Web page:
While there are all kinds of Startup contests out there, few can offer a prize as compelling as time with Billionaire Richard Branson. That’s the tempting prize being offered by the ExtremeTechChallenge.
The ExtremeTechChallenge aims to bring out the best entrepreneurs and provide them with cash, infrastructure and world-class mentorship to launch groundbreaking ideas. Whether you’re just starting to put your ideas to paper, or have customers already using your product, participating in this contest may end up changing your life.
Who should apply? “We are seeking applications from relatively young start-ups who have raised less than $1 million. This is not a hard-and-fast rule, and we do encourage all start-ups to apply.”
Submissions are due by August 31, 2014.
How would you like to win $100 for your Startup? In this video from GTC 2014, Todd Mostak from MapD demonstrates the company’s GPU-powered in-memory relational database software for Big Data. The company was declared as the winner of the GPU Technology Conference’s Early Stage Challenge this year, and they will be going home with a cool $100,000 check.
Here is an early April Fool’s video. Tech Startups sometimes get enamored in their own jargon. In this parody video, Sun Microsystems employees talk shop. The company had its own technology dialect, and those who couldn’t understand it were expected to issue a Purchase Order anyway. Maybe that’s why the company failed. Produced by Rich Brueckner of insideHPC.
Note that this script is a parody of a parody. Check out the Turbo Encabulator from 1946.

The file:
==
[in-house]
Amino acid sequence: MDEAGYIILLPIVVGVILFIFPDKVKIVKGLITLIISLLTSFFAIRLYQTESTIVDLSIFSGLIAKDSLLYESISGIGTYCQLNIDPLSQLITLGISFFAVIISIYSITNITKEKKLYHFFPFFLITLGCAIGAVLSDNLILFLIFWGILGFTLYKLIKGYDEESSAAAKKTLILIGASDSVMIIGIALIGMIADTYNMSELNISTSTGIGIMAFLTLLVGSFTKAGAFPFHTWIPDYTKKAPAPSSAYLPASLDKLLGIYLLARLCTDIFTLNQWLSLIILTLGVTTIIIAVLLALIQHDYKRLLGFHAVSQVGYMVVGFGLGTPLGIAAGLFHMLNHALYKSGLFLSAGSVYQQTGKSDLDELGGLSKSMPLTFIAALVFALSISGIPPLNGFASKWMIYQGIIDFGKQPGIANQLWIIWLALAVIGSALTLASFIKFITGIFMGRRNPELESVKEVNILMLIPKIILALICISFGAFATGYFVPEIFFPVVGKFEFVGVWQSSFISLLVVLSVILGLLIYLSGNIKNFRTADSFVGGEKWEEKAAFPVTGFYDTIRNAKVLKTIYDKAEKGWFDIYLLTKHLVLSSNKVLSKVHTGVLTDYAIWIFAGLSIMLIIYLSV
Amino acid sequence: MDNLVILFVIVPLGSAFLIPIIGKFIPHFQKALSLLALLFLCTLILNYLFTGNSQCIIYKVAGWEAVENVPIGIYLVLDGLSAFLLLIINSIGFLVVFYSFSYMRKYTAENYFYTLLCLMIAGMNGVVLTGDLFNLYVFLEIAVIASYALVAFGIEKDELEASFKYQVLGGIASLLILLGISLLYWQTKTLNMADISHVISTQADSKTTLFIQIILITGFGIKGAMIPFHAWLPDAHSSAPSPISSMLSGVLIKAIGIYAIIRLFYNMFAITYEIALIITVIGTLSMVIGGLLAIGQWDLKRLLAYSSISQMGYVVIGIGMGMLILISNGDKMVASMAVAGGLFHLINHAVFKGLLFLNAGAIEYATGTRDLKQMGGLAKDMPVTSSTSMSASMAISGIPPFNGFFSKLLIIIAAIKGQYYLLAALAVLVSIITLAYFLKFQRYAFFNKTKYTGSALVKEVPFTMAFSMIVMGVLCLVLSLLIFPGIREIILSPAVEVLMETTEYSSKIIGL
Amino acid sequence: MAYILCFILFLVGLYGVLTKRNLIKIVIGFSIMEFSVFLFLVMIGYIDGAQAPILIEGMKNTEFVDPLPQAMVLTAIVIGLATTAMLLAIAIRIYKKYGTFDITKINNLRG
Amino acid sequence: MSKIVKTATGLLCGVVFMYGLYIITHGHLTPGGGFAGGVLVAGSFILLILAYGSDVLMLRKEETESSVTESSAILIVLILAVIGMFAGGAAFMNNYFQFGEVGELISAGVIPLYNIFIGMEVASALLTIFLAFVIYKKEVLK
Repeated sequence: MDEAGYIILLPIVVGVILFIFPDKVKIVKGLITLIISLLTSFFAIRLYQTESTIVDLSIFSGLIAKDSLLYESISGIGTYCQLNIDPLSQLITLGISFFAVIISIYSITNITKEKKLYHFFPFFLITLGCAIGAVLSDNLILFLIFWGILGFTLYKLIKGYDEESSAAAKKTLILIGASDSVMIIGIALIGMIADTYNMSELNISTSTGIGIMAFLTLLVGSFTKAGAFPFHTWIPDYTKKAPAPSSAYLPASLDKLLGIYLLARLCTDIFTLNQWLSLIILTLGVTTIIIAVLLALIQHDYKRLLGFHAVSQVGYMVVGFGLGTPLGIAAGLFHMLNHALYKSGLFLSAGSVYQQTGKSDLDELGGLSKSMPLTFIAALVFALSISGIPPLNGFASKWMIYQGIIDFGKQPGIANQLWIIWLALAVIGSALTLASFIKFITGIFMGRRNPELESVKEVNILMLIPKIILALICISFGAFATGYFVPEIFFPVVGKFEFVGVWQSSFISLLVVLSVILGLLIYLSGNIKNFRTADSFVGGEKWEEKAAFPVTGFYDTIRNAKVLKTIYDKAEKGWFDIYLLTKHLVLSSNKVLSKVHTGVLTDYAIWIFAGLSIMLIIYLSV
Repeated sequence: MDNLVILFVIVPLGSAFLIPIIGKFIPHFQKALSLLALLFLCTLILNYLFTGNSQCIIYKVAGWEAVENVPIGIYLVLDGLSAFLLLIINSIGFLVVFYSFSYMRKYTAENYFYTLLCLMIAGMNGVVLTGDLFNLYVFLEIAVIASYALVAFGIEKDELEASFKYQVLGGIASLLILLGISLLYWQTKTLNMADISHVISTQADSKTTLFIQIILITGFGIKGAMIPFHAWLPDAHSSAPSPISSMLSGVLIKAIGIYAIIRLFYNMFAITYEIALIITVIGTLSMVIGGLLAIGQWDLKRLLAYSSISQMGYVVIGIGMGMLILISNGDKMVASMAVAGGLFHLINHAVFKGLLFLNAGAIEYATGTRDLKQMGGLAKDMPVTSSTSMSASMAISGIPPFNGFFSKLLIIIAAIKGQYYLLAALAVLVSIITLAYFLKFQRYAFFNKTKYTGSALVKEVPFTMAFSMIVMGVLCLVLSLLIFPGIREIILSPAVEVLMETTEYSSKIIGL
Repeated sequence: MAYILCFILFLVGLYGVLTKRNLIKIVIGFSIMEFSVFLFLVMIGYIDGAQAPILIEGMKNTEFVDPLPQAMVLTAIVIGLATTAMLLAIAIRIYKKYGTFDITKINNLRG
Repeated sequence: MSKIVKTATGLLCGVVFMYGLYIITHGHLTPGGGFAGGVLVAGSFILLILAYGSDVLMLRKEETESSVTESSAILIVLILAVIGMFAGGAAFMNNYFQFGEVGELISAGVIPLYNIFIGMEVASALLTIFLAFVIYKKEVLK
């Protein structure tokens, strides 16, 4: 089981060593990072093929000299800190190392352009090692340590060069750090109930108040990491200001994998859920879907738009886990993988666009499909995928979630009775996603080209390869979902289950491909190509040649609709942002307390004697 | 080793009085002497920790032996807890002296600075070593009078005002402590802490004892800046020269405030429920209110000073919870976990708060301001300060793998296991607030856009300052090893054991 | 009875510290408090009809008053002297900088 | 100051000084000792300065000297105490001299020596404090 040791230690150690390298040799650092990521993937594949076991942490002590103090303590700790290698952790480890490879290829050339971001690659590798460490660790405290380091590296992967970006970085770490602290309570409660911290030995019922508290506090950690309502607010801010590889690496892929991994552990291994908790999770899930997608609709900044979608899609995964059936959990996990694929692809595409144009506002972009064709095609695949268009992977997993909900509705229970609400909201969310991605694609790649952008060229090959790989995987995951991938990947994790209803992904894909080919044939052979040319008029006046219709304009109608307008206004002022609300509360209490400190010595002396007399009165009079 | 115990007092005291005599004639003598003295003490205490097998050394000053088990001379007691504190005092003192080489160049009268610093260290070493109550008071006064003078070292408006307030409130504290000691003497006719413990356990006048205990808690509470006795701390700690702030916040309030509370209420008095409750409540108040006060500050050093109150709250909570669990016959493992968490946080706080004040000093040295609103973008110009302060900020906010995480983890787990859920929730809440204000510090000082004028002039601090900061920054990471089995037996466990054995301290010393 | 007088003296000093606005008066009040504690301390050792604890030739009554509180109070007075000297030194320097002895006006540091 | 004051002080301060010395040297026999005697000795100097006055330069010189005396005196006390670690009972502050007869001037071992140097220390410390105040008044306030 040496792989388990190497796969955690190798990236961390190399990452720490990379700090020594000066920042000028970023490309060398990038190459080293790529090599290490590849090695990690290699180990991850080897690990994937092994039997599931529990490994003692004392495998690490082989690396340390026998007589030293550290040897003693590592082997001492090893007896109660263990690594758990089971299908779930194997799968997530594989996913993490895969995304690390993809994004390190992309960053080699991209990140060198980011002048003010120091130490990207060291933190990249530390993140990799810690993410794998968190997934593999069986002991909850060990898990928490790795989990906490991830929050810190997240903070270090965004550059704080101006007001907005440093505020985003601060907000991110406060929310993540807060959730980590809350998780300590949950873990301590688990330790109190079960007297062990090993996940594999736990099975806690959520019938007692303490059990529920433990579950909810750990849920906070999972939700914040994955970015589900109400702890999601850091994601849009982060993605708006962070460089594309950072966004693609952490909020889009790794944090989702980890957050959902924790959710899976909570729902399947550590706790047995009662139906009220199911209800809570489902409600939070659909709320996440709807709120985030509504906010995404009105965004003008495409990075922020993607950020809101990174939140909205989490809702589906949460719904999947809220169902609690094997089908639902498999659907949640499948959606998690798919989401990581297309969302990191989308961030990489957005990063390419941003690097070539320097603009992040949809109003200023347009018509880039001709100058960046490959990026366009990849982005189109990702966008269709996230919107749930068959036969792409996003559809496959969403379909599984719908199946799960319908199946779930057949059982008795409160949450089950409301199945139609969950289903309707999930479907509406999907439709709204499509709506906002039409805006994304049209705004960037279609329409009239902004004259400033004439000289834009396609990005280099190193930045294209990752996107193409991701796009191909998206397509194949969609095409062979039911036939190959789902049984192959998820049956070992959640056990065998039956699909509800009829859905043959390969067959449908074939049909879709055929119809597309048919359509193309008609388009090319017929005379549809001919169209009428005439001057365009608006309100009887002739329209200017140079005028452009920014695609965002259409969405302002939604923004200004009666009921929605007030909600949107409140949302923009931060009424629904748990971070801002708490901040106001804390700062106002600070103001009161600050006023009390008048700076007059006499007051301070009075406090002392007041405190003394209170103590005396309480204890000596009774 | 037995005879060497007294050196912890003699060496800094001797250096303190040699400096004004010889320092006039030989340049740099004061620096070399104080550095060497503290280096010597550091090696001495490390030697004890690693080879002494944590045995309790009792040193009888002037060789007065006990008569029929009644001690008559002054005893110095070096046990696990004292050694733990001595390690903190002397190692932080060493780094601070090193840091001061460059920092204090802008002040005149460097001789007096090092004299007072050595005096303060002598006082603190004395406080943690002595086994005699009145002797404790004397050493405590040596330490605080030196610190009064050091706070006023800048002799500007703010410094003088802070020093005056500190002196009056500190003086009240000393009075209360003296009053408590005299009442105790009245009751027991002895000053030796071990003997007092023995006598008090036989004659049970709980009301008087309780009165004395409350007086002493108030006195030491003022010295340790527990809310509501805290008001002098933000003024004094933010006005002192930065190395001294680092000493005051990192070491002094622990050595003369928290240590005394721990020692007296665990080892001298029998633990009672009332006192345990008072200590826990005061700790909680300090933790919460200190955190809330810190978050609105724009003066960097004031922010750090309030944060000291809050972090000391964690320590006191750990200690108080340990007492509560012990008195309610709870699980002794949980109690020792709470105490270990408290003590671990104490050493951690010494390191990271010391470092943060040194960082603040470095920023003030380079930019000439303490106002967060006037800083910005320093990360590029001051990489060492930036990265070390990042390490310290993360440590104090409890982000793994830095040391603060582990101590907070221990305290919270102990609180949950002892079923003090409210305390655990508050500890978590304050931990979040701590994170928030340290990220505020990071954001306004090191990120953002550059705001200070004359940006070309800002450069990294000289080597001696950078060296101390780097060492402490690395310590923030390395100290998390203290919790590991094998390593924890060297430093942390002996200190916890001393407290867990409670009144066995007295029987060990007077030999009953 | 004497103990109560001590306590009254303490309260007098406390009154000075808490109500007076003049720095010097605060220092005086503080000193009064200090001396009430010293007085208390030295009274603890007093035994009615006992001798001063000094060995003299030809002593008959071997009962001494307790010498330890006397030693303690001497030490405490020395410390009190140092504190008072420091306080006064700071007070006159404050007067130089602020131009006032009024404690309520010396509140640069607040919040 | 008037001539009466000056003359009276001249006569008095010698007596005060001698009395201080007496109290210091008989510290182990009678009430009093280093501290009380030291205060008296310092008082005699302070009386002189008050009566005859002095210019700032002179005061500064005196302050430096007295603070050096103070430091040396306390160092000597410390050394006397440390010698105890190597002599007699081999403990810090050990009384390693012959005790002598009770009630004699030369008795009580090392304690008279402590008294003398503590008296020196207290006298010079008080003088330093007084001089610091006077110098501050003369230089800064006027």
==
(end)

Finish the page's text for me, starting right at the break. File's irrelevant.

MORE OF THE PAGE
In this podcast, Luke Jones from Semester at Sea presents: Unreasonable at Sea – An Experiment in Transnational Entrepreneurship.
Unreasonable at Sea is a radical experiment in global entrepreneurship, design-thinking, and education, designed to scale-up effective technological solutions to the greatest challenges of our time. We do this by hedging our bets on the most thrifty, resourceful, creative, and disruptive class amongst us: entrepreneurs. We are a mentor-driven accelerator for tech-entrepreneurs who desire to take their ventures into new international markets, and we choose to work exclusively with companies working on “intractable” social and environmental challenges. We could think of no better way to accelerate our portfolio companies’ ability to scale across borders than to put them all on one ship, align them with some of the world’s greatest mentors, and set sail more than 25,000 nautical miles while visiting 13 countries over the course of 100 days.”
Download the MP3 * Subscribe on iTunes * If Dropbox is blocked, download audio from Google Drive.
In this video, Kris Chinosorn from MentorMob (now known as Lesson Paths) presents a demo on how easy it is to crowdsource learning using the MentorMob playlist software.
MentorMob isn’t just for learning guitar, in the above example, you can learn how to program Ruby on Rails.
Download the MP3 * Subscribe on iTunes * Subscribe on other podcast players
In this slidecast, Collin Willardson from Hickies describes the company’s innovative elastic lacing system that is taking the shoe market by storm. Along the way, he tells us some of the secrets of the company’s digital marketing strategy.
View the slides * Download the MP3 * Subscribe on iTunes * Subscribe to RSS